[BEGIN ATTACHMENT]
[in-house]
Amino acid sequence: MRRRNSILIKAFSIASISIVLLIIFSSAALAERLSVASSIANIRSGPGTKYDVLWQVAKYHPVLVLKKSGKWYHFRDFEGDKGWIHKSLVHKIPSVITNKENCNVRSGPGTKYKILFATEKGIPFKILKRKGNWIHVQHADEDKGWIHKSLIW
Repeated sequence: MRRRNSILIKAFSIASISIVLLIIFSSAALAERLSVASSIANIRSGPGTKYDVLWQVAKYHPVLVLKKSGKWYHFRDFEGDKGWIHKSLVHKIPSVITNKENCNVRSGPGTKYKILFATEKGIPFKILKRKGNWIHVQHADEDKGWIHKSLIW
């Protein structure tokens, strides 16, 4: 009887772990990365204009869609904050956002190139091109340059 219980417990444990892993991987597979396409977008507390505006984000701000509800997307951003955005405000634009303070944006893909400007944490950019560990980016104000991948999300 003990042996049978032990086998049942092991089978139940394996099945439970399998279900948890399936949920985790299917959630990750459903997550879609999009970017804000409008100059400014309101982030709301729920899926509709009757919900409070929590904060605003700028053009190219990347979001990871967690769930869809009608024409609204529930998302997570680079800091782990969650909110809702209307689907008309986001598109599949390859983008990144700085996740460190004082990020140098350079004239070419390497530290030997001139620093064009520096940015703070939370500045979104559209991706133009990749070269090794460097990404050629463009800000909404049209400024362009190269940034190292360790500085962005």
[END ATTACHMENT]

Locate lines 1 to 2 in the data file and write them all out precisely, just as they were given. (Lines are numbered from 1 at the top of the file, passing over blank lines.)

[in-house]
Amino acid sequence: MRRRNSILIKAFSIASISIVLLIIFSSAALAERLSVASSIANIRSGPGTKYDVLWQVAKYHPVLVLKKSGKWYHFRDFEGDKGWIHKSLVHKIPSVITNKENCNVRSGPGTKYKILFATEKGIPFKILKRKGNWIHVQHADEDKGWIHKSLIW